Product Authenticity, Not Just a Problem for Handbags
By Jaclyn Chasse, ND
Nowadays, you can buy supplements almost anywhere.
In addition to traditional options like vitamin stores, natural food stores, and your office, patients can now buy supplements online from vitamin retailers, online dispensaries and even eBay! We’re not talking only about retail brands – now some professional brands can also be found online, creating a threat to your practice’s bottom line if you depend on supplement sales as a source of revenue.
I’ve had patients ask whether it matters where they purchase their refills of supplements. The answer is: absolutely!
While many parameters of quality with supplement choices stems from what happens in the manufacturing process, the storage, shipping, and tracking of supplements after manufacturing is complete also impacts product quality.
Here are some key considerations to share with your patients when you talk about their recommendations.
Supplement storage: When a high-quality dietary supplement is manufactured, companies conduct testing to determine how long the product will remain potent for. This is called stability testing, and tests the product for it’s quality through its expiration date. The expiration date is correct as long as the product is stored properly. Distributors of dietary supplements like Emerson are required to store products within a temperature and humidity range in order to preserve product integrity. When patients order from an online retailer, there’s no telling how the product was stored, how long it sat at room temperature, and the conditions it was exposed to during shipping. This is especially concerning with highly perishable products like probiotics and with products close to their expiration date.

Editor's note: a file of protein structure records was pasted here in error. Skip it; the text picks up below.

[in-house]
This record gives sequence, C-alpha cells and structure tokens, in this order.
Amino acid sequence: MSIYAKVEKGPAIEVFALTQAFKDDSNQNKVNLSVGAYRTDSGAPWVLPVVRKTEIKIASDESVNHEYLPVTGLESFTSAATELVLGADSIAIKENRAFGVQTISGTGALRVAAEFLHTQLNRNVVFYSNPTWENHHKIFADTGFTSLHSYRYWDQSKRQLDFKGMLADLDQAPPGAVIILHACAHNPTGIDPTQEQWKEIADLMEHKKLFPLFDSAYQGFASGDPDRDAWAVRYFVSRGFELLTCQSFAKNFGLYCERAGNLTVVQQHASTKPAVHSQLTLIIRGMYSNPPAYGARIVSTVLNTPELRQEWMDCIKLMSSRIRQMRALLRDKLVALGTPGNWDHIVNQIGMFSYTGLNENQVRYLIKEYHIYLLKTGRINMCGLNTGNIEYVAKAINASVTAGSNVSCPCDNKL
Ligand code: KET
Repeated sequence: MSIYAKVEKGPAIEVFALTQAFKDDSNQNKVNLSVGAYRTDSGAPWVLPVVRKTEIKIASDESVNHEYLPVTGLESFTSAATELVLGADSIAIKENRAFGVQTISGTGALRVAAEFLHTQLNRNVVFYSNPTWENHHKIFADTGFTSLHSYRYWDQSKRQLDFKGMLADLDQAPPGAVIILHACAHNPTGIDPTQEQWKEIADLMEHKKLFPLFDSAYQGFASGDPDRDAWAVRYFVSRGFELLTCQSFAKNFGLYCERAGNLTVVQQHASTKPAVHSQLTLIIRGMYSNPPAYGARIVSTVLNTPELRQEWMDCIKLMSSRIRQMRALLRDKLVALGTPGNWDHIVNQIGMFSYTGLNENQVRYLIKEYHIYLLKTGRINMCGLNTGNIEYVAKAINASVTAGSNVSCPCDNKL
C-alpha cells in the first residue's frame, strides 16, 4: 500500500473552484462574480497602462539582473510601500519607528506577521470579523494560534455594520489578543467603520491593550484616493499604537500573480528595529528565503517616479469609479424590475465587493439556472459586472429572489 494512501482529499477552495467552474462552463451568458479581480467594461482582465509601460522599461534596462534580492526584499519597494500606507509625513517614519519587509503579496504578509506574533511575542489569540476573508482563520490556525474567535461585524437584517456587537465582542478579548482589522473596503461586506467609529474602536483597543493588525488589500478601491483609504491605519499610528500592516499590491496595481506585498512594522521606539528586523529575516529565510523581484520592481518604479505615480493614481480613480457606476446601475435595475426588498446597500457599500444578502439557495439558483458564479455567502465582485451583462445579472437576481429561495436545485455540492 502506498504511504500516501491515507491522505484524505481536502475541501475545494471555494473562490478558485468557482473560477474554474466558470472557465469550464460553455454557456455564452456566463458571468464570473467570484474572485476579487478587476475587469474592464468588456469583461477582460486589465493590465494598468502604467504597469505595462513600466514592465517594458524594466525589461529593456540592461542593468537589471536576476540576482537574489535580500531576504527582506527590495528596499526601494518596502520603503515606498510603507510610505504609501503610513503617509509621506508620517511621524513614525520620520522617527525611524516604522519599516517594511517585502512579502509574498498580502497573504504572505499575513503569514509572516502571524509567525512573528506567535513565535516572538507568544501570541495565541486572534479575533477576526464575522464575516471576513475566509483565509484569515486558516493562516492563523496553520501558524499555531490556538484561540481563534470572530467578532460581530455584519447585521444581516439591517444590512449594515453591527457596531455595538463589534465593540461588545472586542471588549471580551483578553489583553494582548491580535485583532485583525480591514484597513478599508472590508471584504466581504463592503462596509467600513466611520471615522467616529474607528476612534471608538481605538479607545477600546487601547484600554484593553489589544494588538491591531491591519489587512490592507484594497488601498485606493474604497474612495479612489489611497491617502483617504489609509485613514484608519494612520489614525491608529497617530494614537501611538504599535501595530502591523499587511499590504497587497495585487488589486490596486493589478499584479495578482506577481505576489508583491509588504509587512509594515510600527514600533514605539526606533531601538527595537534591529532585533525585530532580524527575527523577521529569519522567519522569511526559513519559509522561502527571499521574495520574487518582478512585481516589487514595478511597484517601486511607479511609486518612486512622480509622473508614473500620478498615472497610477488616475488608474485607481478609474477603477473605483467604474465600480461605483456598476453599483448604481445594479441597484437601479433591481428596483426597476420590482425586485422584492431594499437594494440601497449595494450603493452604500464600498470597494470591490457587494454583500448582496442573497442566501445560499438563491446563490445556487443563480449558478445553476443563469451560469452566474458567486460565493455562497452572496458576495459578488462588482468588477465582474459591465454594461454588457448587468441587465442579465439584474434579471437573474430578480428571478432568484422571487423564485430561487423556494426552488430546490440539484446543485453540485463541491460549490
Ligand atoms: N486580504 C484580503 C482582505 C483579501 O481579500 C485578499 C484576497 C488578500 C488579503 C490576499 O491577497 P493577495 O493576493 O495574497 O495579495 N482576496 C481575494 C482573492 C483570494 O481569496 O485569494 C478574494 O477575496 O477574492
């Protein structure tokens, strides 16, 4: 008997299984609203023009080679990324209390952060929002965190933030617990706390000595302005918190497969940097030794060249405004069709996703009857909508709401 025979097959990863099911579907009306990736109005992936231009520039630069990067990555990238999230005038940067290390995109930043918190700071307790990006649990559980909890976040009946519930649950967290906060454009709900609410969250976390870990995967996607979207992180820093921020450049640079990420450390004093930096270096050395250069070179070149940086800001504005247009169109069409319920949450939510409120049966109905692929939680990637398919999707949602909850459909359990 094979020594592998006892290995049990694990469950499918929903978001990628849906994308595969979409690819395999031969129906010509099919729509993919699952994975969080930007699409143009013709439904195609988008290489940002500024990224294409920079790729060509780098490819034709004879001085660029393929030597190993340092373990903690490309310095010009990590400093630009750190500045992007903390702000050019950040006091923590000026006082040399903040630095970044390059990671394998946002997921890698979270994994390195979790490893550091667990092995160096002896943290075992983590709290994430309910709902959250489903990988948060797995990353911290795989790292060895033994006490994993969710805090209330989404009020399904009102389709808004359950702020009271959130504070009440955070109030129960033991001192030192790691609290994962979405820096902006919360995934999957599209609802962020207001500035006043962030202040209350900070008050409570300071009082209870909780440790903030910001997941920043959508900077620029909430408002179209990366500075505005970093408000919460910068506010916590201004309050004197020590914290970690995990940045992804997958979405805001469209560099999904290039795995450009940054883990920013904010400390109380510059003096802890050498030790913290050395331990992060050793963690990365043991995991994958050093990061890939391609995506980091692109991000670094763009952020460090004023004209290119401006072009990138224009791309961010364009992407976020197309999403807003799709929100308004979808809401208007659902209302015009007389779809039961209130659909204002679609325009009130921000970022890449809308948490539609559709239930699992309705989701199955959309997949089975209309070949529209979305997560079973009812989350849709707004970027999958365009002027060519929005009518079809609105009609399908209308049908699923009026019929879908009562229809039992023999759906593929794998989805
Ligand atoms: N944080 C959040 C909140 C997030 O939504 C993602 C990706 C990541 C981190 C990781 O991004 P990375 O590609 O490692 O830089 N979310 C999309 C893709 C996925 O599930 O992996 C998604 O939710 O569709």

Product authenticity: You thought it was only handbags, but there have been instances of supplements for sale online that are labeled as a particular brand, but they were not manufactured by that brand. Who’d have thought there could be a black market for vitamins?
Product tracking: In the unlikely (but important) scenario that a product is recalled, you depend upon your supplement source to let you know that there could be a problem. Only the best suppliers have the ability to alert their customers in the instance they’ve bought a product which is later recalled.
You could be buying “nothing”: The first two considerations assume that your patient is going online and searching for the same product and brand at a cheaper price. Another scenario I see is when patients try to find the same ingredient under a less expensive brand. A story comes to mind of a colleague who saw supplements for sale at the local dollar store. They purchased several and sent them to a lab for testing. The fish oil? It came back as canola oil. Vitamins were significantly sub potent. The results were laughable. While this is an extreme example, I could share personal examples where my patient has purchased another brand and had a noticeable decline in the effect of the product.
We are all aware of the quality challenges in the dietary supplement industry. It’s why you trust a company like Emerson and the Emerson Quality Program (EQP℠) to work with to ensure your patients’ products are the best available.
Be sure to share this information with your patients to ensure they stay with only the most reliable, effective products.